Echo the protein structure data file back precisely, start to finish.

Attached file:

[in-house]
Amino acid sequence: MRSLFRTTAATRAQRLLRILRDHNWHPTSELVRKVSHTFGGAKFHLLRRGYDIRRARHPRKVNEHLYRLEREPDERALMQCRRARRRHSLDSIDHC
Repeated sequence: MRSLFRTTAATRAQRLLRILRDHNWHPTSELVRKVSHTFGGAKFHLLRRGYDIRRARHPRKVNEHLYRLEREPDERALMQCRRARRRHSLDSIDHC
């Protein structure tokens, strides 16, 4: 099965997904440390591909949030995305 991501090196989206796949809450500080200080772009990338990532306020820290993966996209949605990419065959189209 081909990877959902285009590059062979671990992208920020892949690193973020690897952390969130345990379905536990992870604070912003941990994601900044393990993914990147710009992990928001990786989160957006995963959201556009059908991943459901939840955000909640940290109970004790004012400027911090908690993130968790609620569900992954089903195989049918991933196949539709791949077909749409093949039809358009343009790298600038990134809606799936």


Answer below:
[in-house]
Amino acid sequence: MRSLFRTTAATRAQRLLRILRDHNWHPTSELVRKVSHTFGGAKFHLLRRGYDIRRARHPRKVNEHLYRLEREPDERALMQCRRARRRHSLDSIDHC
Repeated sequence: MRSLFRTTAATRAQRLLRILRDHNWHPTSELVRKVSHTFGGAKFHLLRRGYDIRRARHPRKVNEHLYRLEREPDERALMQCRRARRRHSLDSIDHC
């Protein structure tokens, strides 16, 4: 099965997904440390591909949030995305 991501090196989206796949809450500080200080772009990338990532306020820290993966996209949605990419065959189209 081909990877959902285009590059062979671990992208920020892949690193973020690897952390969130345990379905536990992870604070912003941990994601900044393990993914990147710009992990928001990786989160957006995963959201556009059908991943459901939840955000909640940290109970004790004012400027911090908690993130968790609620569900992954089903195989049918991933196949539709791949077909749409093949039809358009343009790298600038990134809606799936």